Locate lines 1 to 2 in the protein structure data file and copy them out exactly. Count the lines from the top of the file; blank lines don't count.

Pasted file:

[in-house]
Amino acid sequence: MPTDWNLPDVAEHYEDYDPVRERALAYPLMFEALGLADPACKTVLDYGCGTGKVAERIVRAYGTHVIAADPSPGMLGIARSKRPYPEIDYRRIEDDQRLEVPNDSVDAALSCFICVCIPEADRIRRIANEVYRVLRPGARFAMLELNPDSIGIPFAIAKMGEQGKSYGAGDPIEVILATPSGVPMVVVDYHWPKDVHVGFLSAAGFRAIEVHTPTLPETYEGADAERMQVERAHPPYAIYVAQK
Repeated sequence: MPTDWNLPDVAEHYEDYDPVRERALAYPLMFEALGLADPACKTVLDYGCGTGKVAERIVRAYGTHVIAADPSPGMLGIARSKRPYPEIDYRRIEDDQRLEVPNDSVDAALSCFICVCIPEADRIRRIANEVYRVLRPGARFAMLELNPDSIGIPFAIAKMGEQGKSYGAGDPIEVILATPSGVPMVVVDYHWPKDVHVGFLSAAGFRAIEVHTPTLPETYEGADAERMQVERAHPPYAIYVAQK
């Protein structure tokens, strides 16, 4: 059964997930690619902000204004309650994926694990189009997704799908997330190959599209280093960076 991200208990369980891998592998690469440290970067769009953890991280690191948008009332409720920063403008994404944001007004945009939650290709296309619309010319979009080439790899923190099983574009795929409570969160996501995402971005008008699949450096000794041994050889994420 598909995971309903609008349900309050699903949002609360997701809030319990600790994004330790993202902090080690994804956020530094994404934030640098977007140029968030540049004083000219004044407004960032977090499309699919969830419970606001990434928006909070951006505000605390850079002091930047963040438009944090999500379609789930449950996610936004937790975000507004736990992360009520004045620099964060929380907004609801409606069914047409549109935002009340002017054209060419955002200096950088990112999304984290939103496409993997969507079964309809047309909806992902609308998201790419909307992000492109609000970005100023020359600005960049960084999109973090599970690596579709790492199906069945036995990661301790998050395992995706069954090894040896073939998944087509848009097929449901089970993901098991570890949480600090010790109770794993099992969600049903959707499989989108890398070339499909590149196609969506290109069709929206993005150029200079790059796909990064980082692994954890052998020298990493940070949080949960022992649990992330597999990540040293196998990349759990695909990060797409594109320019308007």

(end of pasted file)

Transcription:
[in-house]
Amino acid sequence: MPTDWNLPDVAEHYEDYDPVRERALAYPLMFEALGLADPACKTVLDYGCGTGKVAERIVRAYGTHVIAADPSPGMLGIARSKRPYPEIDYRRIEDDQRLEVPNDSVDAALSCFICVCIPEADRIRRIANEVYRVLRPGARFAMLELNPDSIGIPFAIAKMGEQGKSYGAGDPIEVILATPSGVPMVVVDYHWPKDVHVGFLSAAGFRAIEVHTPTLPETYEGADAERMQVERAHPPYAIYVAQK